The first coffee table is to have a regular Dodecahedron outer shape and an Icosahedron within. Here are some illustrations. The regular Dodecahedorn is shown with blue struts and golden/orange spherical vertices/hubs. The Icosahedron is shown with red struts and small golden/orange spherical vertices/hubs. Very thin green struts join the inner Icosahedron to the outer Dodecahedron.

A regular Dodecahedron has 20 vertices, 12 pentagon faces and 30 edges/struts. There are 3 struts converging at each hub.

An Icosahedron has 12 vertices, 20 triangular faces and 30 edges/struts. There are 5 struts converging at each hub.

If you extend the edges/struts of the Icosahedron beyond the Icosahedron's vertices, you find that they merge in 20 groups of 3. These new merged/intersection points define the vertices of a regular Icosahedron.

NOTE: All length dimensions are in inches. All angle dimensions are in degrees.

Height (without glass): 16.5 inches = 15 inches Dodecahedron + 2x0.75 inches radius of hubs.

Glass thickness: 0.25 inches.

Total Height (including glass top): 16.75 inches.

The Dodecahedron's hubs are to be made out of 1.5 inch diameter spherical wooden spheres.

The Icosahedron's hubs are to be made out of 1.0 inch diameter spherical wooden spheres.

Dodecahedron Struts (need 30): 0.5 inches diameter.

Vertex to Vertex length (i.e., center of hub to center of hub): 6.735 inches.

0.183 inches are removed from ** each** end of the struts because without removing
this amount, two struts will intersect each other within the hub.

Physical strut length: 6.735 – 2 x 0.183 inches = 6.369 inches.

3 feet x 12 inches = 36 inch dowel length.

36 inches / 6.369 inches = 5.6524 implies we can make 5 struts per 3 foot length.

Total 3 foot length dowels (0.5 inches diameter) = 6 (6 x 5 = 30).

Icosahedron Vertex Spheres (need 12): 1.0 inch diameter.

Icosahedron Struts (need 30): 0.125 inches diameter.

Vertex to Vertex length: 4.163 inches.

36 inches / 4.163 = 8.65 => 8 struts per 3 foot length.

Total 3 foot length dowels (0.25 inches diameter) = 4 (4 x 8 = 32).

InterPolyhedron Struts (need 60): 0.125 inches diameter.

Vertex to Vertex length: 6.735 inches.

(NOTE: These struts are to be cut “in place” and not pre-cut. This is because accumulation of error and other factors introduce unpredictable inaccuracies. These struts are surface glued to the polyhedra hubs, i.e. not recessed into the hubs.)We need to construct a jig to mark the locations on the sphere hubs where the 3 struts of the Dodecahedron are to be inserted.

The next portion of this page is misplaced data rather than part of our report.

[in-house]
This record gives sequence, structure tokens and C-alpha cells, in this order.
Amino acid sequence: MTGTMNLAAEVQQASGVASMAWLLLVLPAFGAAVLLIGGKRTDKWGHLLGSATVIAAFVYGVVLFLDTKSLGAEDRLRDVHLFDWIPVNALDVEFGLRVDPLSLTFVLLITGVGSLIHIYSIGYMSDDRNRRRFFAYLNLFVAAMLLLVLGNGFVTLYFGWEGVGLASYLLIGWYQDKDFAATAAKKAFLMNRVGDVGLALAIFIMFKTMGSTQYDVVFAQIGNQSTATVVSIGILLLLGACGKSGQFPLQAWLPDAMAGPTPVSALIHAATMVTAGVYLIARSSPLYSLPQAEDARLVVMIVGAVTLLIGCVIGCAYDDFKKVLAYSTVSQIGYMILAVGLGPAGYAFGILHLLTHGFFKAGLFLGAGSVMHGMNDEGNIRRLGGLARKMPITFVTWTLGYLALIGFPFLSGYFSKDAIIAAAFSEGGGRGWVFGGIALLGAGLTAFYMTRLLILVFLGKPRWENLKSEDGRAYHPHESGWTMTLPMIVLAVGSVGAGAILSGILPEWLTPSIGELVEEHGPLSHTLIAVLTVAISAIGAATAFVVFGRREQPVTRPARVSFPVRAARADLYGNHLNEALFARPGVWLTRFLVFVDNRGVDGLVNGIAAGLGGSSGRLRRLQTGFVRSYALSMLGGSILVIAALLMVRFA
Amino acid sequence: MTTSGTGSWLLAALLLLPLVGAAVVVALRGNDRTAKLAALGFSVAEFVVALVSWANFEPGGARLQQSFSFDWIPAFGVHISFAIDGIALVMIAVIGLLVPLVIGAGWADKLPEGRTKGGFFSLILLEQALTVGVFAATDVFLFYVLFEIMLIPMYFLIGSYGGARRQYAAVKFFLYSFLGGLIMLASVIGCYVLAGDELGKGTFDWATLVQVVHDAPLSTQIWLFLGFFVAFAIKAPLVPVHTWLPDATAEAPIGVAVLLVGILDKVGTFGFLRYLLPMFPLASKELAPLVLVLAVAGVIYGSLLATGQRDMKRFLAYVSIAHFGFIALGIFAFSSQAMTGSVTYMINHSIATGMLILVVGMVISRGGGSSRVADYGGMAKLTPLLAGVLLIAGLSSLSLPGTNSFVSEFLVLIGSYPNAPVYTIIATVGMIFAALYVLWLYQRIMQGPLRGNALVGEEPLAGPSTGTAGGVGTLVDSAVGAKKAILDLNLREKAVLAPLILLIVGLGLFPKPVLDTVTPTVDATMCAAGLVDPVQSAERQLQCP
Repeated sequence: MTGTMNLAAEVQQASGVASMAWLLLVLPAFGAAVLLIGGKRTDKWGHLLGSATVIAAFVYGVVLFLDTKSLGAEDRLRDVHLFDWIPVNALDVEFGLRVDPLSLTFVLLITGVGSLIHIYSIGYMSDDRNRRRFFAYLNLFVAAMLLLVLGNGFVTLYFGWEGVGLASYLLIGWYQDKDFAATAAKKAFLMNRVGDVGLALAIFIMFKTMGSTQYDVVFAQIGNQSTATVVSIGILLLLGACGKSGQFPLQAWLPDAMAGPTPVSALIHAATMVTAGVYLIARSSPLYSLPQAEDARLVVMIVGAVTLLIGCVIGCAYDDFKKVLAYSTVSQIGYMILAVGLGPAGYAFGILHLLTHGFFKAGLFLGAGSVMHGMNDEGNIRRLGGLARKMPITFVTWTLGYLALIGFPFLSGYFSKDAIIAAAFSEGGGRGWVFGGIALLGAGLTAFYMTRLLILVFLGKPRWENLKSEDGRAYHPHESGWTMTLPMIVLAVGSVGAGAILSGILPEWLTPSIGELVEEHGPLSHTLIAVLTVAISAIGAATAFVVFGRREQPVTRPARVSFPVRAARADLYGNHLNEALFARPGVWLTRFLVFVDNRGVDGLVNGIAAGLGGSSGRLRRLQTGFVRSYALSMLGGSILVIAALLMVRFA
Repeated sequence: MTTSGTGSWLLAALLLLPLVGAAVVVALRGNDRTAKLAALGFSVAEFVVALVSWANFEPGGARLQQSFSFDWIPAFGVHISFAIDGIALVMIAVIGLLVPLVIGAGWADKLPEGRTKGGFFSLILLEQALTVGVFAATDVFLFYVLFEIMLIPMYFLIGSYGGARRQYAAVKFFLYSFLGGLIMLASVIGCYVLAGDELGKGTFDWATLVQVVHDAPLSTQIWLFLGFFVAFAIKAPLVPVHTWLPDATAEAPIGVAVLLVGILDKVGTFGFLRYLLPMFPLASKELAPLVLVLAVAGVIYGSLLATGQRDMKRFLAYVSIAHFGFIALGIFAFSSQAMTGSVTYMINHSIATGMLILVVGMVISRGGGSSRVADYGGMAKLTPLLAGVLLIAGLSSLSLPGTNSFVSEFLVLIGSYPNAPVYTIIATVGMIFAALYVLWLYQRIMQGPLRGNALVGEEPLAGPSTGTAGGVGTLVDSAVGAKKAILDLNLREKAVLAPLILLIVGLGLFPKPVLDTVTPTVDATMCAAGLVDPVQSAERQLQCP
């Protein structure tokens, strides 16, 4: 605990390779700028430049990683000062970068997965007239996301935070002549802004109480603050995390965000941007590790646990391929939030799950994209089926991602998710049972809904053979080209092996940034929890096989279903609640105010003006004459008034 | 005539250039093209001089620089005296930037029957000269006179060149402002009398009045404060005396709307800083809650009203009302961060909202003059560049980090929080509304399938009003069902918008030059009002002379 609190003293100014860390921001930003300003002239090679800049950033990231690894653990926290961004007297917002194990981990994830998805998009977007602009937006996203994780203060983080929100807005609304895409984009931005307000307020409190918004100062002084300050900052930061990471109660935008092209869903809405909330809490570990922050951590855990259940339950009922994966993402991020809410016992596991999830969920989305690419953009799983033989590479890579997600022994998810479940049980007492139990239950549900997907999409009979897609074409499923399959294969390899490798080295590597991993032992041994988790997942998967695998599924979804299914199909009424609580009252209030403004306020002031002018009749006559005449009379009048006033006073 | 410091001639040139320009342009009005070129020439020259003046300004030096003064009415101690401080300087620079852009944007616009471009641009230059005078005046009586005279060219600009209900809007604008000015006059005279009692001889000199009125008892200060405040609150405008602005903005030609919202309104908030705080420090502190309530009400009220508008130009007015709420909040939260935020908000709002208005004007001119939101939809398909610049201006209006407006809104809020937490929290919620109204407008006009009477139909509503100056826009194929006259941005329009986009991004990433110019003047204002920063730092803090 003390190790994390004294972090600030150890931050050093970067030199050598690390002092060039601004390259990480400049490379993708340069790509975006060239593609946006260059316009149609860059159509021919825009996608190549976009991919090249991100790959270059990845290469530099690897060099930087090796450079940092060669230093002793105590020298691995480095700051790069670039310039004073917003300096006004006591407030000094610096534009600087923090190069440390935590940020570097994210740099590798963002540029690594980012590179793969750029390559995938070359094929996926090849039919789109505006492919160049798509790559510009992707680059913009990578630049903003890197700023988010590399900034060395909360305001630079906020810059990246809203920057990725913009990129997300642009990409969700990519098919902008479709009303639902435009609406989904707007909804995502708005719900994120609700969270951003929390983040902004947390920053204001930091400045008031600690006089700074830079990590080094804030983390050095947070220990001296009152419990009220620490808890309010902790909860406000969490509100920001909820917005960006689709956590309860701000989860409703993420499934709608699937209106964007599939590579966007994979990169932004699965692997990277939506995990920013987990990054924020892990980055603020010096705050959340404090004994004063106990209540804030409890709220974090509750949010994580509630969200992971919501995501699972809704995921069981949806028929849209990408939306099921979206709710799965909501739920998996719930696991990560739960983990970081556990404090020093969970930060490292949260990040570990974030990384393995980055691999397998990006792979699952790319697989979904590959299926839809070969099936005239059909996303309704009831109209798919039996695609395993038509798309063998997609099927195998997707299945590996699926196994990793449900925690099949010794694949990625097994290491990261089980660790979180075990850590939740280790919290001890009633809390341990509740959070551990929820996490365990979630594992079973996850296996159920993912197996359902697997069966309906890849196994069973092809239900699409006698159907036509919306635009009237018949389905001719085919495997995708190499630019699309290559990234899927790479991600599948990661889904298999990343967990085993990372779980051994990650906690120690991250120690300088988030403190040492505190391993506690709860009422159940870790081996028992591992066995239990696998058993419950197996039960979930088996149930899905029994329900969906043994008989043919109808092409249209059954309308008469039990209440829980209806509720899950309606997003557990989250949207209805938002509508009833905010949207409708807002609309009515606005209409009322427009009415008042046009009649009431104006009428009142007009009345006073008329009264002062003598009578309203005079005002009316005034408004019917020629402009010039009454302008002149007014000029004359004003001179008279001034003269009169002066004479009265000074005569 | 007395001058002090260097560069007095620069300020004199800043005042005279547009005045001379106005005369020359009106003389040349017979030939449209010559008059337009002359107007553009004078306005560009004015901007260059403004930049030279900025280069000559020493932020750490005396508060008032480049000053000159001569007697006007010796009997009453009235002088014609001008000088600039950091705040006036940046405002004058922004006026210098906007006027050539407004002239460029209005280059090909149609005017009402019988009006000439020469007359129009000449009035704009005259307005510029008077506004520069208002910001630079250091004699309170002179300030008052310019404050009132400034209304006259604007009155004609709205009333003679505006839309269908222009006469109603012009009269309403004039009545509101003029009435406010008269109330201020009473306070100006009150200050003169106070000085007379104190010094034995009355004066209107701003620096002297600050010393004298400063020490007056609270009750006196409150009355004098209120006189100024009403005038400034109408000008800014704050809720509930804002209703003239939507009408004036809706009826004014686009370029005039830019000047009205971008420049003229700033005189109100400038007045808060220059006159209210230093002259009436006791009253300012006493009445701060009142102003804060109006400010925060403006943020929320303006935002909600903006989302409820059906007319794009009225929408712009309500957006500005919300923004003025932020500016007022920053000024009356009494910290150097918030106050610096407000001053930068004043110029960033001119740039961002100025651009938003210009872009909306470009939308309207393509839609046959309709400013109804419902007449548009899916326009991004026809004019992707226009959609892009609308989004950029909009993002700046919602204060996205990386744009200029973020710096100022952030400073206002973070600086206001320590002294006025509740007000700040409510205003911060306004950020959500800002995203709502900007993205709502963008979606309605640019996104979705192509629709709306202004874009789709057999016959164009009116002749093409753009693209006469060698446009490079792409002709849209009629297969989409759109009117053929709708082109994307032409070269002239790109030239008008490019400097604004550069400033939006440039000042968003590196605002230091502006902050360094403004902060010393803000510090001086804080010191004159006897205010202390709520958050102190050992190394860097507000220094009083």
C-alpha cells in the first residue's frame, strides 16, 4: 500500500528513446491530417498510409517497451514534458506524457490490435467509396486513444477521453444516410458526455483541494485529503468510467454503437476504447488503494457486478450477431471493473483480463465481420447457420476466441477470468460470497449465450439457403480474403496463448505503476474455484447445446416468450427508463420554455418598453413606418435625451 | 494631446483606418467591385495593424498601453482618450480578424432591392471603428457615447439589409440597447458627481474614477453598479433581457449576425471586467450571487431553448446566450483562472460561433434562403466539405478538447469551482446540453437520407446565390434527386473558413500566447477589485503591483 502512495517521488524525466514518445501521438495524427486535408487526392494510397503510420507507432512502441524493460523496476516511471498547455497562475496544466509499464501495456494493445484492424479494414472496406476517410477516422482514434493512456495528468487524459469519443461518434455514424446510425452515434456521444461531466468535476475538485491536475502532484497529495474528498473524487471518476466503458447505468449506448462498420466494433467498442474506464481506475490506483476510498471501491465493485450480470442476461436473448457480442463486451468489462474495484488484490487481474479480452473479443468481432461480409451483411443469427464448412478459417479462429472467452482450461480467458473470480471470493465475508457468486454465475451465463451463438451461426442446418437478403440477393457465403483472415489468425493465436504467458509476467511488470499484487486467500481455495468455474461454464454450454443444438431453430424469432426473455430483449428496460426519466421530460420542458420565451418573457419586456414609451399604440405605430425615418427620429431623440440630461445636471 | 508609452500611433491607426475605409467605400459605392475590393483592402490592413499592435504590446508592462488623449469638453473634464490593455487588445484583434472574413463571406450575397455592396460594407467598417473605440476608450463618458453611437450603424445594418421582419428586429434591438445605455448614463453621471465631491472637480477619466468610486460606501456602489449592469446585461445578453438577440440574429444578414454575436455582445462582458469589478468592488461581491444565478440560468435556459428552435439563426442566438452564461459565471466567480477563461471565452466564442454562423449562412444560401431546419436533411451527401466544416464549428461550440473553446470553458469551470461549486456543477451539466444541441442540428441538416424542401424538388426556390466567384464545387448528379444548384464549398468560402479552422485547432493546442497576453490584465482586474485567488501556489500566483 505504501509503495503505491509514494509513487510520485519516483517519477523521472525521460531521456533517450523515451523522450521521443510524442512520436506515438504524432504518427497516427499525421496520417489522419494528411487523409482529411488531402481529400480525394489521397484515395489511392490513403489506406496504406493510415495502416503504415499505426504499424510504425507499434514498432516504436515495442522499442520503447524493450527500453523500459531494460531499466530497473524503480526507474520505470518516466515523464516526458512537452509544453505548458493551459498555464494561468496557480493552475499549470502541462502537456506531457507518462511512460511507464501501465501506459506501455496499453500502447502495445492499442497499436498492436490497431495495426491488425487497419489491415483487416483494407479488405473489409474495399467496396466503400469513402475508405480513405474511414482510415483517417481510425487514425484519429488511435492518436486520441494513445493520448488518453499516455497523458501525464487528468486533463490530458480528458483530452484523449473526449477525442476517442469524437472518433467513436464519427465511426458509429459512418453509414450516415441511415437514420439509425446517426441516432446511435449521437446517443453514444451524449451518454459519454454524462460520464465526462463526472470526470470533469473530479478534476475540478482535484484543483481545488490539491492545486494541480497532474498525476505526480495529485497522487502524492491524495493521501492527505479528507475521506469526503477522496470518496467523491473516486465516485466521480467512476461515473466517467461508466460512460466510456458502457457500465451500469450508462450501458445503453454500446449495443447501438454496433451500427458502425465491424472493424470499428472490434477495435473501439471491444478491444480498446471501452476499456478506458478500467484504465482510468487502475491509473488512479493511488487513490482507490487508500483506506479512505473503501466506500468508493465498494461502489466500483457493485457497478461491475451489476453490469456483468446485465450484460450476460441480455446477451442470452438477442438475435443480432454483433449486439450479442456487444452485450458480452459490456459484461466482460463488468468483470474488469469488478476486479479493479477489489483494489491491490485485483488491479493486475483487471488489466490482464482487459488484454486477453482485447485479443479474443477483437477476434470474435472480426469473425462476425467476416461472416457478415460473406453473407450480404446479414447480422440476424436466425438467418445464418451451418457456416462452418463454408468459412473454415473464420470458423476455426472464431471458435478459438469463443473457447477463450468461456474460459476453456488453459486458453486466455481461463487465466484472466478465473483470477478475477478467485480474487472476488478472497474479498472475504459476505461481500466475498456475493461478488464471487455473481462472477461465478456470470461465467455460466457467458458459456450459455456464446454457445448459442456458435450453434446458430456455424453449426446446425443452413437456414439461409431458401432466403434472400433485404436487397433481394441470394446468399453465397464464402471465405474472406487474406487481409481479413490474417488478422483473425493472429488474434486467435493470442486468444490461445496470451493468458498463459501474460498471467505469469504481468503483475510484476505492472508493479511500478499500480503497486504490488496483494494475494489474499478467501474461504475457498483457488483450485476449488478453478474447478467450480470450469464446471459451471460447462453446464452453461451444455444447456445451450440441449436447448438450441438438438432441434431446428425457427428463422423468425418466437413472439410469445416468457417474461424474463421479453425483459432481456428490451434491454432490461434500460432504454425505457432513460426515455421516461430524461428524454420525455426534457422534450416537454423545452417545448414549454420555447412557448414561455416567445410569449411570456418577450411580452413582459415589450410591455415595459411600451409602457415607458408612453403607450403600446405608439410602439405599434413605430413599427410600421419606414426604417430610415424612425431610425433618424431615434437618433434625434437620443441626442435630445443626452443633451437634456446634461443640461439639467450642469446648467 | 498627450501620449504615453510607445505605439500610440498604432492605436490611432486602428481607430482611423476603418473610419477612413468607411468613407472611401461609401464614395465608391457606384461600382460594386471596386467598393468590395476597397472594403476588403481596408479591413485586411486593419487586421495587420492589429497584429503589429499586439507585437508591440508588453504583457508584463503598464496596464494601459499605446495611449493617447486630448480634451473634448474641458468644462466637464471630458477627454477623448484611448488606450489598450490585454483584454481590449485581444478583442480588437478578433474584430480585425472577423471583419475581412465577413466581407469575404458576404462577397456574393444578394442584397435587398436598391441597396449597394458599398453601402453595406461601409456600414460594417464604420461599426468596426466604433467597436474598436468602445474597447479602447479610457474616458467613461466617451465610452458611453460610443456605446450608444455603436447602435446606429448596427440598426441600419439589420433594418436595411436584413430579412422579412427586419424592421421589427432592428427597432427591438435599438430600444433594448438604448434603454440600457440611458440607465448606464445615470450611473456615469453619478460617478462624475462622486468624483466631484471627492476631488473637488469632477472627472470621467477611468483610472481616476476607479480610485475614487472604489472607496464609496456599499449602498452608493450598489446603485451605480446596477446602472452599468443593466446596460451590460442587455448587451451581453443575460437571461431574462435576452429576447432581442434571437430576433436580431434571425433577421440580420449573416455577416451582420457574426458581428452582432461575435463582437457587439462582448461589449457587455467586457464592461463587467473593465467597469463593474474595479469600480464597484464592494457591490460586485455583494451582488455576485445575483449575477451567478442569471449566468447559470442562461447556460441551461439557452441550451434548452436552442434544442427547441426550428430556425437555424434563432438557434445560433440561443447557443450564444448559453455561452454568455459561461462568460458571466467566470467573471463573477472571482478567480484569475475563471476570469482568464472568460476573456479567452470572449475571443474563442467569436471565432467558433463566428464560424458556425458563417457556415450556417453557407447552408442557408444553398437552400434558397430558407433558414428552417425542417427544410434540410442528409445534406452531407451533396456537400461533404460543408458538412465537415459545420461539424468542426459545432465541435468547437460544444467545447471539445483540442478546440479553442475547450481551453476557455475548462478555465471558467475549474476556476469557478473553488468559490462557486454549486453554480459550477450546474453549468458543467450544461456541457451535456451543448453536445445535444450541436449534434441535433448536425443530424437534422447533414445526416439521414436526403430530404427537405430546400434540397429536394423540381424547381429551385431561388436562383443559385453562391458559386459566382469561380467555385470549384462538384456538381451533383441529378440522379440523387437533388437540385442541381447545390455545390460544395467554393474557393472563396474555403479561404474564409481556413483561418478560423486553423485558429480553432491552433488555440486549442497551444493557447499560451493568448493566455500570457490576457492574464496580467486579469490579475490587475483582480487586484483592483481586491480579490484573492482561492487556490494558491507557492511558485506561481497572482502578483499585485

The Dodecahedron's hubs are designed as follows.

Dodecahedron hub angles. |

Dodecahedron hub angles. |

Dodecahedron hub design strut insertion lengths. |

Make a jig to hold the 1.5 inch diameter spheres. The jig can be so constructed as to allow the marking of 3 points on the equator as well as the "north pole" of the sphere.

The 3 points on the equator are 108/2 = 54 degrees apart from each other. Number these points 1, 2, 3.

Dodecahedron hub design. |

Make sure the north pole point is marked.

Now imagine an arc drawn from the equator at point 2, which is half way between points 1 and 3 on the equator, to the north pole. We can continue this arc through the north pole and down to the equator on the opposite side of the sphere hub from point 2.

We now need a jig to be able to mark a point (labeled 4) on this arc. The point is 121.7° from point 2 through and beyond the north pole. This point 4 is 31.7° beyond the north pole point.

Dodecahedron hub design. |

With these points marked on the 1.5 inch diameter sphere hub, we can drill a 0.5 inch diameter hole at points 1, 3, and 4 only. The hole depth need only be to the center of the sphere.

When a dowel is inserted into the hub, it must only be inserted to a depth of 0.524 inches. This can be marked on the dowel before insertion.

A jig is made to mark 5 points on the sphere hubs indicating where holes are to be drilled for the 5 struts to be inserted into the hub.

First, we need to understand the hub.

Icosahedron hub sphere accommodates 5 struts. |

Looking down on a hub.

Icosahedron hub sphere accommodates 5 struts. |

Here is a side view.

Icosahedron hub sphere accommodates 5 struts. |

Note that "C1" defines a (blue) circle on the surface of the hub sphere. The 5 struts intersect this circle. ("C.O.V." = Center Of Volume point.)

The blue circle has the following dimension and angles with respect to the vertex at the hub sphere center.

Icosahedron hub sphere accommodates 5 struts. |

Its the angular dimension we are after. We will make a jig based on this angle which will work for any size hub.

Icosahedron hub jig design. |

In the above figure, the circle is the sphere hub. Within the circle is a triangle with a small 31.7° angle, as we found from the above figures.

So, if we make 5 large triangle stands, with the appropiate angle, we will be able to arrange them so all we have to do is to put a sphere between the 5 stands. Where the sphere touches the 5 stand triangles will be the points where 5 holes need to be drilled for the 5 struts entering the hub. This works independent of the sphere hub radius.

The arrangement of the 5 stand triangles is shown in the next figure.

Icosahedron hub jig design. |

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